11. A semiconductor light detector as defined in claim 6 wherein said semiconductor substrate comprises n-type InP, said first and second semiconductor layers comprise n-type InGaAsP, and said first and second semiconductor regions are p-type regions.
12. A semiconductor light detector as defined in claim 1 wherein said successive second conductivity type regions are annular and surround said first second conductivity type region.
13. A semiconductor light detector comprising:
a semiconductor substrate;
at least two first conductivity semiconductor layers successively disposed on said semiconductor substrate, each layer having an energy band gap, the energy band gaps of the respective layers increasing from the substrate to the layer most distant from the substrate, the layer most distant from the substrate including a light incident surface;
a third first conductivity type semiconductor layer having a larger energy band gap than that of said two successive first conductivity type semiconductor layers and disposed between and contacting those successive layers;
a first second conductivity type semiconductor region disposed at the surface extending into the layer most distant from the substrate; and
a successive second conductivity type semiconductor region corresponding to each first conductivity type layer between the most distant first conductivity type layer and the substrate extending from the surface to the corresponding layer, each successive second conductivity type region being successively disposed more remotely from the first second conductivity type region.
14. A semiconductor light detector comprising:
a semiconductor substrate;
a first conductivity type first semiconductor layer having a first energy band gap and disposed on said substrate;
a first conductivity type second semiconductor layer having a second energy band gap larger than the first energy band gap having a surface on which light is incident;
a third semiconductor layer having a larger energy band gap than those of said first and second semiconductor layers disposed between and contacting said first and second semiconductor layers;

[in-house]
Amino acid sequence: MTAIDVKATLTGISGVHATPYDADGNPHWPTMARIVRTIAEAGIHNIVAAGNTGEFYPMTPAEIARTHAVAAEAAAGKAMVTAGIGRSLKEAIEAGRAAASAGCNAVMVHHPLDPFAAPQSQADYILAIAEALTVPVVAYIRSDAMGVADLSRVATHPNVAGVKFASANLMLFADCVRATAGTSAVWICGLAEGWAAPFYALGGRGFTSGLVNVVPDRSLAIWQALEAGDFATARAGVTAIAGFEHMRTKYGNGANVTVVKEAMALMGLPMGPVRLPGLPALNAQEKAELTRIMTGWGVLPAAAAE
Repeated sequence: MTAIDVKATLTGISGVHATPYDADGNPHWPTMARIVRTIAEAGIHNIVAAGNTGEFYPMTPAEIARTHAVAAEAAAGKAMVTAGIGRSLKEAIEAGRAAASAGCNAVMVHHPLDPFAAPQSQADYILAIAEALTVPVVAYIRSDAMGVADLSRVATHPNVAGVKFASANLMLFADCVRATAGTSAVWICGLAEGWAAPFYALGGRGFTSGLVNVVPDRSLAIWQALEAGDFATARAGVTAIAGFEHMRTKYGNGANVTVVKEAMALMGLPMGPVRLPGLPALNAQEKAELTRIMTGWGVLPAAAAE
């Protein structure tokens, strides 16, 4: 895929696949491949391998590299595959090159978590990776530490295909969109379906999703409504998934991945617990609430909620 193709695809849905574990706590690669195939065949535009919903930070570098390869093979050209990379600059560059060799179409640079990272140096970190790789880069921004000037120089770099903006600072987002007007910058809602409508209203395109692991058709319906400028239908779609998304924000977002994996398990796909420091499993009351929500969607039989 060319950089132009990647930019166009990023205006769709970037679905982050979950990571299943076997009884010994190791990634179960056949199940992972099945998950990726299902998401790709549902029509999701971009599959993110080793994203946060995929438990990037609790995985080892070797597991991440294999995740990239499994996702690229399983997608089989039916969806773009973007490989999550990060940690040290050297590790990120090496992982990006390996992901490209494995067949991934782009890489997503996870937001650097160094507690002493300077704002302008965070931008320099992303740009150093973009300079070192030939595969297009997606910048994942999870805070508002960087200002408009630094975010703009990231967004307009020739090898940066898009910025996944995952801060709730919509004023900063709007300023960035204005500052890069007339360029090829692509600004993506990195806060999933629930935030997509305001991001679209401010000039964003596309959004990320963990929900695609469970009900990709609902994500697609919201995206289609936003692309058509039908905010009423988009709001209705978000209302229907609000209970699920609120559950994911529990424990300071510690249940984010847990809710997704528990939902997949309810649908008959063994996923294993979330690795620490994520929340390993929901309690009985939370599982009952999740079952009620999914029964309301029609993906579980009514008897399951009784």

a second conductivity type first semiconductor region disposed in said second semiconductor layer and extending to the surface; and
a second conductivity type second semiconductor region spaced from said first semiconductor region and extending from the surface to said first semiconductor layer through said second semiconductor layer.
15. A semiconductor light detector as defined in claim 6 wherein said second region surrounds said first region.
Description
FIELD OF THE INVENTION

The present invention relates to a semiconductor light detector and, more particularly, to an improvement in a multiple wavelength light detector.

BACKGROUND OF THE INVENTION

FIG. 4 is a cross-sectional view of a prior art multiple wavelength semiconductor light detector.

Reference numeral 1 designates incident light of wavelength λ=1.3 microns. Reference numeral 2 designates incident light of wavelength λ=1.55 microns. Reference numeral 8 designates an n-type InP substrate. Disposed on the n-type InP substrate 8 is an n-type InGaAsP layer 17 having an energy band gap corresponding to a wavelength of 1.55 microns and a p-type InGaAsP layer 16 having an energy band gap corresponding to a wavelength of 1.55 microns is disposed thereon. A p-type InP window layer 15 is disposed on the p-type InGaAsP layer 16. Disposed on part of the p-type InP window layer 15 is a p-type InGaAsP layer 14 having an energy band gap corresponding to a wavelength of 1.3 microns and an n-type InP window layer 12. A first n side electrode 18 is disposed on the n-type InP window layer 12. A p side electrode 19 disposed on the p-type InP window layer 15 is grounded. A second n side electrode 20 is disposed on the rear surface of the n-type InP substrate 8.

In this structure, n-type and p-type InGaAsP layers 17 and 16, p-type InP window layer 15, p-type and n-type InGaAsP layers 14 and 13, and n-type InP window layer 12 are successively epitaxially grown on the n-type InP substrate 8. Thereafter, the n-type InP window layer 12, n-type InGaAsP layer 13, and p-type InGaAsP layer 14 are etched to produce a mesa-type structure. Two n side electrodes 20 and 18 are respectively produced at the rear surface of the substrate 8 and the surface of the n-type InP window layer 12, respectively, and a p side electrode 19 is produced on the surface of the p-type InP window layer 15.

Light including components at a wavelength λ=1.3 microns and a wavelength λ=1.55 microns is incident on the surface. The p side electrode 19 is grounded and the first n side electrode 18 and the second n side electrode 20 are respectively biased at positive voltages. The light of wavelength λ=1.3 microns transits the n-type InP window layer 12 and, thereafter, is absorbed by the InGaAsP layers 13 and 14, thereby generating charge carriers. In the pn junction between the InGaAsP layers 13 and 14, there is an electric field generated by a voltage applied from the outside. Therefore, the charge carriers generated by the irradiation of light are collected and generate an electromotive force between the first n side electrode 18 and the p side electrode 19. This electromotive force is extracted from the terminal OUT1 as an electrical output signal.